1 – all pedigree information and records; 2 – only own record; 3 – expressed as a percentage from scenario 1; BW – body weight at 15 months of age; FD – fibre diameter at 15 months of age; CFW – clean fleece weight; SL – staple length; SS – staple strength; NLW – number of lambs weaned; WQ – wool quality; BC – body conformation; Total – total response


CONCLUSIONS

It can be concluded from the results of this study that the estimated breeding value for Profit (R/SSU) used by Merino SA will be a beneficial selection tool for wool farmers in South Africa to identify future breeding stock that will have a positive effect on the profitability of their farming enterprise.  However, it is important that selection objectives for individual traits are used as individual culling levels in combination with the REV when breeding sires and dams are selected.  This is due to the fact that different combinations of the estimated breeding values for the individual traits can lead to the same REV.

It is important that care should be taken when replacement animals are selected under the current selection regime as fleece weight is presently overemphasised due to the favourable wool price. This could have a detrimental effect on the reproduction potential of the enterprise due to generally unfavourable genetic correlations between reproduction traits and fleece weight.

A large proportion of Merino sheep in South Africa is still selected on subjective traits, therefore hampering the genetic progress of the Merino breed. This practice may have a negative effect on the contribution that the Merino breed can have on food security and rural wealth creation in South Africa. It is therefore imperative that Merino ram breeders in South Africa should start to select replacement animals on production and reproduction performance and to make these types of animals available to the industry for commercial production.

 

REFERENCES

Cloete, S.W.P., Gilmour, A.R., Olivier, J.J. & Van Wyk, J.B., 2004. Genetic and phenotypic trends and parameters in reproduction, greasy fleece weight and liveweight in Merino lines divergently selected for multiple rearing ability. Aust. J. Exp. Agric. 44, 745-754.

Herselman, M.J., 2002a. The role of simulation models in agricultural extension. Proc. GSSA/SASAS Joint Congress. 46, Christiana Aventura, 13 – 17 May.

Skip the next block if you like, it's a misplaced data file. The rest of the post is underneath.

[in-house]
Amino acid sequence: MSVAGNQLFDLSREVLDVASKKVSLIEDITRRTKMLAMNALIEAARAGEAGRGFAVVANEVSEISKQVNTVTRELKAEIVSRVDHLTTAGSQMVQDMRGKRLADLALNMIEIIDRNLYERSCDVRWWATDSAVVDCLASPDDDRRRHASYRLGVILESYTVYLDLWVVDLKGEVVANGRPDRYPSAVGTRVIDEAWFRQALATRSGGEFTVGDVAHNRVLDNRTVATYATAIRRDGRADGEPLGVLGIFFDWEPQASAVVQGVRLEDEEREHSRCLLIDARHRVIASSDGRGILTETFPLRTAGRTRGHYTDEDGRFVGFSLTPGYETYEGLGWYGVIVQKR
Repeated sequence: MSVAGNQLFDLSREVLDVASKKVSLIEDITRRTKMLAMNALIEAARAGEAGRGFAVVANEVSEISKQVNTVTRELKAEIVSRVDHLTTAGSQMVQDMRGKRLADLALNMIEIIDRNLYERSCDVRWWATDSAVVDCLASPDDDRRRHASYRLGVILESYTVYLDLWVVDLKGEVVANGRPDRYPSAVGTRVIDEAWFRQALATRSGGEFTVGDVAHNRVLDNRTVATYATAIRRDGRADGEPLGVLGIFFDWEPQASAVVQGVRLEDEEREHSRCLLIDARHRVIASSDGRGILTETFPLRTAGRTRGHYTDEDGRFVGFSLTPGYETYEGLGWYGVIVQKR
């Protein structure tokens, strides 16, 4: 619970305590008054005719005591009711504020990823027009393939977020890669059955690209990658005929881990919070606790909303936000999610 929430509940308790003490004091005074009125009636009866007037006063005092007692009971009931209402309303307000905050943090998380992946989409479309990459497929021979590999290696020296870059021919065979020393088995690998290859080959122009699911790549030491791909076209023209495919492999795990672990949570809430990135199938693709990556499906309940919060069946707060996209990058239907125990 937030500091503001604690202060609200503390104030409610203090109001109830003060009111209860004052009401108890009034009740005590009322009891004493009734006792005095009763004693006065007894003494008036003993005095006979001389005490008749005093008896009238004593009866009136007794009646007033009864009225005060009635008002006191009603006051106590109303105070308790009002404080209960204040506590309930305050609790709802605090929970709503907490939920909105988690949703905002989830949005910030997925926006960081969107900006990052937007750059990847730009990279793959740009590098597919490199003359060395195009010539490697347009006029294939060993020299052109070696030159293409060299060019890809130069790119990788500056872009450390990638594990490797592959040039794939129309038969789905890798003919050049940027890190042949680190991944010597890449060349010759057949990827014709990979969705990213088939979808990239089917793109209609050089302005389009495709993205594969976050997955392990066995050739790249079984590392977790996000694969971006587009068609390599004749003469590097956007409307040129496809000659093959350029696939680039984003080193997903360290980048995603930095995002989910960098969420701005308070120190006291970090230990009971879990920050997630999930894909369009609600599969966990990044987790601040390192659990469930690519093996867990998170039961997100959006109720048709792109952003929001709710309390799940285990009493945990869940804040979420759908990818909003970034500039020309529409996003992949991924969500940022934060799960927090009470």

Herselman, M.J., 2002b. SM2000-programme: A simulation model for the calculation of profitability of different small stock enterprises. http://gadi.agric.za/software/sm2006/sm2006.php.

Herselman, M.J., 2004. Description of a model for the calculation of breeding values for profitability. Proc. 40th S. Afr. Soc. Anim. Sci., 28 June – 1 July, 101

Herselman, M.J. & Olivier, W.J., 2010. Description of a model for the calculation of breeding values for profitability. Grootfontein Agric. 10, 67-75.

Olivier, J.J., 1989. Genetic and environmental trends in the Grootfontein Merino stud. PhD thesis, University of the Orange Free State, Bloemfontein, South Africa.

Olivier, J.J., 1999. The South African Merino performance testing scheme. In: ‘Rising to the challenge – Breeding for the 21st Century Customer’. Beef Industry and CRC for Premium Quality Wool Industry Symposia. Suppl. Proc. Assoc. Advmt Anim. Breed. Genet. 13, 119-124.

Olivier, W.J., 2013. The evaluation of a South African fine wool genetic resource flock. PhD thesis, Stellenbosch University

Olivier, W.J., Cloete, S.W.P., Snyman, M.A. & Van Wyk, J.B., 2014. Genetic relationships among reproduction and objective and subjective wool and conformation traits measured in a fine wool Merino stud. Proc. 10th World Congr. Genet. Appl. Livest. Prod. Vancouver BC, Canada, 18-22 August, 887.

Snyman M.A., 2009. Investigation into production and reproduction selection criteria in Afrino sheep. Grootfontein Agricultural Development Institute Research Report. 3-4.

Van der Werf, J.H.J., 2008. Mixed models for genetic analysis. NSW, Armidale, http://genstat.com/products/asreml/user/geneticanalysis.pdf

 

Published

Grootfontein Agric 15 (1) (10)